A black & white image emerges, suspended in the amniotic haze
of her womb. From the small screen in the examination room
a tiny face looms, one eye peering back, a foot, a spine,
miniature fingernails, hands too small to plea for clemency.
A son, god-willing she says when asked, although it is
illegal to use the ultrasound to determine her baby’s gender.
The candles have already been lit, supplications already sent skyward,
a boy to carry on the family name, to perform the last rites
when his father dies at some unforeseen future date,
a son to care for his widowed mother. She knows a girl brings
hardships; weddings and dowries are such a financial drain on a family.
Se prefers a boy, she tells the technician who moves the divining tool
over the swollen arc of her stomach, a child to love and cherish;
her husband too, wishes for a son. But of course they’d accept a daughter
should misfortune mar their fate. She peers at the screen,
hoping the shadow that hovers between the tiny legs is a small penis.
Questions linger in her untrained eyes; she looks away,
unable to say for sure. She can’t abide the alternative,
though she knows she must. Her husband scans the image, too,
an unspoken need settles into his tense brow. A momentary frown
claims the technician’s lips. From one pocket of her lab coat
she retrieves a piece of pink candy, “To sweeten your life,” she says,
placing the clandestine clue into the husband’s waiting palm.
He wraps his fist around the traitorous bonbon, stares at the floor.
“Perhaps next time,” he tells his wife, who chokes back tears,
already grieving the daughter who will soon be severed from her.


Mary Saracino is a novelist, poet and memoir-writer who lives in Denver , CO . Her short story, "Vicky's Secret" recently won the 2007 Glass Woman Prize. Mary's most recent novel, The Singing of Swans (Pearlsong Press 2006) was a finalist in the 2007 Lambda Literary Awards.

Wednesday, December 26, 2007

MORNING RAGE

by David Plumb


For Sgt. John Mele, 25, from Bunnell, Florida, killed in Iraq 14 September 2007, leaving a wife and a six-year-old son.


This is not a poem about romancing war
nor a lament for the death of soldiers.
I can’t speak for men and woman who die
for absolutely nothing.
For fake sheiks and oil-slicked dreams
and secret mercenary hutches
and goofy governors who swear
allegiance to gods that kill.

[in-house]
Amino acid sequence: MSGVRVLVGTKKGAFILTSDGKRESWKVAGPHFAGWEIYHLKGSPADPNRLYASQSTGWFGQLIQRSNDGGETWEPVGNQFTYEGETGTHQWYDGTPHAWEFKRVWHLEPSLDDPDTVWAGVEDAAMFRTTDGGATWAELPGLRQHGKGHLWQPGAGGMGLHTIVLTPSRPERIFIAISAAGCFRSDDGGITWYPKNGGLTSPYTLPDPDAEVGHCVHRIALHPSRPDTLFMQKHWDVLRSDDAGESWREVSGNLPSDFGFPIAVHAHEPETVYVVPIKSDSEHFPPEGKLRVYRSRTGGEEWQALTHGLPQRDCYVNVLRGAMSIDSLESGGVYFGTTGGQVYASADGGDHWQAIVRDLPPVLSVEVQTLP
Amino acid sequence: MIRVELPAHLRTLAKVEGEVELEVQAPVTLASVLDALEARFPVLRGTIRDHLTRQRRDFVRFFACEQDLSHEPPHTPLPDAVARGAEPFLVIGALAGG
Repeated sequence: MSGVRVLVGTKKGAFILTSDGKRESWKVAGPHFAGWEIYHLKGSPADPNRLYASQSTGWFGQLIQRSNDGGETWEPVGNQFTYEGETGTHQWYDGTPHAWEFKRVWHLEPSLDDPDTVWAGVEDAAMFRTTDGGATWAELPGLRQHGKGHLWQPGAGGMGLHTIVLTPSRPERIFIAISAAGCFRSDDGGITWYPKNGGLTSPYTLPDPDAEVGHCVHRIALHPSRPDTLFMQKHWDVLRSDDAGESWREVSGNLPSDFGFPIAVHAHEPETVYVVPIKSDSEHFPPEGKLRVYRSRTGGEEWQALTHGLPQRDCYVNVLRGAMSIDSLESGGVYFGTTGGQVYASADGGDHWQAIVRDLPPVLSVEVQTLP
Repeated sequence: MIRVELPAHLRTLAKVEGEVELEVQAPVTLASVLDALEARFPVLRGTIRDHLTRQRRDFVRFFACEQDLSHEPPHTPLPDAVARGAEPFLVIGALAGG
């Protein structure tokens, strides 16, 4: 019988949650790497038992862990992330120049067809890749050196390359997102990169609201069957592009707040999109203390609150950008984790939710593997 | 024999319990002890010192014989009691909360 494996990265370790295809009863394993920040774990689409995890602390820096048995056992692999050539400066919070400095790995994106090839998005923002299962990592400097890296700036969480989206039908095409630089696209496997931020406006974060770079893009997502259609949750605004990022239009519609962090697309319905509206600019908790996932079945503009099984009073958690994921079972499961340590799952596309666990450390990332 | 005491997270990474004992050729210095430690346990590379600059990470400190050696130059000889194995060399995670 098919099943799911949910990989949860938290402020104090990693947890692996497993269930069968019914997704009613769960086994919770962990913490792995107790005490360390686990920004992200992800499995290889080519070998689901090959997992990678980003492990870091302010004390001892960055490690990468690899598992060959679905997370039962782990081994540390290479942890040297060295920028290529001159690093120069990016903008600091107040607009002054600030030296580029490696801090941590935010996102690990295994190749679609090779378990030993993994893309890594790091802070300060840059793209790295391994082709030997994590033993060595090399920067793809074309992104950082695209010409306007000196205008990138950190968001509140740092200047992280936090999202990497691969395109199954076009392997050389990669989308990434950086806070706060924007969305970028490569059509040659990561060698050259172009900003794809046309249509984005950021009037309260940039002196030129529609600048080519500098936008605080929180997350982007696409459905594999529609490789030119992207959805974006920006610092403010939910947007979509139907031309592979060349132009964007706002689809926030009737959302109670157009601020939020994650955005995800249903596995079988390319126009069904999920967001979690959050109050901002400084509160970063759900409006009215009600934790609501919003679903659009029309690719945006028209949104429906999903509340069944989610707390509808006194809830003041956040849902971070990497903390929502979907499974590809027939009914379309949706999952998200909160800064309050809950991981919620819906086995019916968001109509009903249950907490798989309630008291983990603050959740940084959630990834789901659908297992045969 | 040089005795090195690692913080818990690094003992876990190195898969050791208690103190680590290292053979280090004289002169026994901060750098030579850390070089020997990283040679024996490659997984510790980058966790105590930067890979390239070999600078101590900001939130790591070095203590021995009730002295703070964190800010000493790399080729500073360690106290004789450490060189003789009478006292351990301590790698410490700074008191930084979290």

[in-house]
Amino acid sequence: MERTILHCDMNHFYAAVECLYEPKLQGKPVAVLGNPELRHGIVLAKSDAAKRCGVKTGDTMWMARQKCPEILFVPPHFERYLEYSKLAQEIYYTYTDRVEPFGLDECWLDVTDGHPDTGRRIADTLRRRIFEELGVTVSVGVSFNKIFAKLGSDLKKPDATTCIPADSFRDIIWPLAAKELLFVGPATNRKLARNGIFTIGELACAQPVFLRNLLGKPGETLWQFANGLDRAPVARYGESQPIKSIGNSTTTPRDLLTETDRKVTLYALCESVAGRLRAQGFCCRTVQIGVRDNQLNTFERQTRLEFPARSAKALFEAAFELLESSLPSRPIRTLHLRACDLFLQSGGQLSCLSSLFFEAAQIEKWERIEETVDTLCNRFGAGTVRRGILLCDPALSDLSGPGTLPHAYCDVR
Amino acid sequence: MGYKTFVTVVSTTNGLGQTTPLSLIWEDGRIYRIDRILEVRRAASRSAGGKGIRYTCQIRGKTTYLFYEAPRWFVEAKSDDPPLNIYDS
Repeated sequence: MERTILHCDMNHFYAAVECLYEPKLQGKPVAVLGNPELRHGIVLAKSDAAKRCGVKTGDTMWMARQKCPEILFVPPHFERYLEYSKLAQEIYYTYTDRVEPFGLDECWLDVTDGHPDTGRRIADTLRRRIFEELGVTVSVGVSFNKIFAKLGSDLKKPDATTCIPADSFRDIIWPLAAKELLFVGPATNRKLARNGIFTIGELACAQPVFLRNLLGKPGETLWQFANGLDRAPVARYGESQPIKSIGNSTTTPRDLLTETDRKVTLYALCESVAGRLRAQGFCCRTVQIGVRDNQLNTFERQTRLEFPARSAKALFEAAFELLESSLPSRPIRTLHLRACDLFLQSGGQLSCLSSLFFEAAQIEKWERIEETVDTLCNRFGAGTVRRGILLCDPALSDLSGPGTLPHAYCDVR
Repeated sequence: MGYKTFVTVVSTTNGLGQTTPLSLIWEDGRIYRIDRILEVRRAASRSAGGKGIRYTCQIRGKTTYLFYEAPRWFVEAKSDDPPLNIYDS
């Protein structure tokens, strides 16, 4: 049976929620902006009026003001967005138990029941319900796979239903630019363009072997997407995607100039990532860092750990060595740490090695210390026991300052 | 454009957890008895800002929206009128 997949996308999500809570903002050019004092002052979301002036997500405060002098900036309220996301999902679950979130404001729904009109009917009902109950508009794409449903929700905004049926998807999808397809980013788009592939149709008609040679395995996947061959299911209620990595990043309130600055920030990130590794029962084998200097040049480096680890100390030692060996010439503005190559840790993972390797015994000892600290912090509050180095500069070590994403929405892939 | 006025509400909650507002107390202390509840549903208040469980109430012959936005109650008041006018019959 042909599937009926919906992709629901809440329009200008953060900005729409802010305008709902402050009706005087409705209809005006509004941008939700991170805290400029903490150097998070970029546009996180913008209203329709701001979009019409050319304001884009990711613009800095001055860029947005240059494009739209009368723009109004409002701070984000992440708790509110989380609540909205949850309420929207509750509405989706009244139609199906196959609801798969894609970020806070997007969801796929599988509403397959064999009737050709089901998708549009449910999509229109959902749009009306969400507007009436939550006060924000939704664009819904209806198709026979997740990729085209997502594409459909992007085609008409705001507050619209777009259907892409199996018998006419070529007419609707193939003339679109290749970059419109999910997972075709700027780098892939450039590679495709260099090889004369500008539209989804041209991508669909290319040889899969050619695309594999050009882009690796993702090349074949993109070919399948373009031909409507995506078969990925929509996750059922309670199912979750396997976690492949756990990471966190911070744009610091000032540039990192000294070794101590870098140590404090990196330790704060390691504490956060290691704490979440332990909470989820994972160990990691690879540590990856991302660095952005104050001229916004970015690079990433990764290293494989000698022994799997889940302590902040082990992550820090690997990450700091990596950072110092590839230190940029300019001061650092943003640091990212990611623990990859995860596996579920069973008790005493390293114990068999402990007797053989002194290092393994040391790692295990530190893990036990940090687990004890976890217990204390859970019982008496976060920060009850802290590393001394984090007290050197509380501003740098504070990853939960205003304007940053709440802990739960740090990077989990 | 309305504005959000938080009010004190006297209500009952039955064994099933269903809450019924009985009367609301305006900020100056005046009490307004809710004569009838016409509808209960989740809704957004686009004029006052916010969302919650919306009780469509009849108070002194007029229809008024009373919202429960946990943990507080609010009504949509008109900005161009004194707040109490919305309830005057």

This is not for smirking presidents
or Cheney-Blossoms who don’t give one hoot
beyond checkbooks and pumped up hearts.
Nor Greenspan slippery rhetoric to sell a book
about how he rolled over and died.
This is not about children with empty rooms
and wives with no one to hold
or credit card debt or killing because we can
or Egyptian women who want to drive cars
or China’s McFuckits on every corner
or Christ blow up dolls, or an Indian trinket on your car mirror
or crying in your beer because you can’t afford
diapers for your parakeet or your mate.
This is not for poets who swoon possums in the night
and collect MacArthur Grants, with the line, “Me myself said.”
This poem is not about Legislators wearing Exxon tampons
tacked to retirement packages.
This poem is not even trying to clean the windshield that is you.
This is not a poem about driving cars you can’t afford.
This is not about the cell phone
you can’t put down for fear of death or loneliness.
This is not about last year’s grief, or me or
lack of confusion, or kings, or queens
or cross–eyed monkeys that hold hands
with your life these days, or is it?


David Plumb’s latest fiction book is A Slight Change in the Weather. He has worked as a paramedic, a cab driver, a, cook and tour guide. A long time San Francisco writer, he now lives in South Florida . Will Rogers said, “Live in such a way that you would not be ashamed to sell your parrot to the town gossip.” Plumb says, “It depends on the parrot.”

Tuesday, December 25, 2007

BIRTH OF THE SUN

by Katherine West


You are an orange in winter snow
You are an orange in a white bowl
a still life still frozen

by brush and oil and canvas and art
by frost and crystals and drifts of art
a still orange in winter art

a still life on a winter horizon
a still life golden-orange
on the white plate of winter dawn

on the white plates of my winter hands
in the blue bowls of my winter eyes
in the still bowl of my belly life

When I laugh you jump into the bowl of blue
When I laugh you leap in the bowls of blue
When I laugh you leap in the bowls of blue


Katherine West is a poet presently living in northern Colorado and teaching Creative Writing at the local community college, museum, and Naropa University, which is in nearby Boulder, Colorado.

JOURNEY OF THE CANDIDATES

Christmas 2007


by Earl J. Wilcox


There they are, the whole lot of them
trudging from diner to diner, barn
to barn, house to house, in Iowa
and New Hampshire, even in staid
and stately old South Carolina,
like a bunch of vagabond vagrants
looking for a handout. And I guess
you could say that’s sort of what they are.
They smile, bow so humbly, just to get
a handshake, to see if you’re paying
attention to their very needy selves.
Today, I hear they may go underground,
just for a couple of days, you see,
so as not to upstage the kid who was
being hailed as the genuine article.
Really, it’s hard to know the real
thing in this season of so many
of them trudging around from diner
to diner, barn to barn, house to house.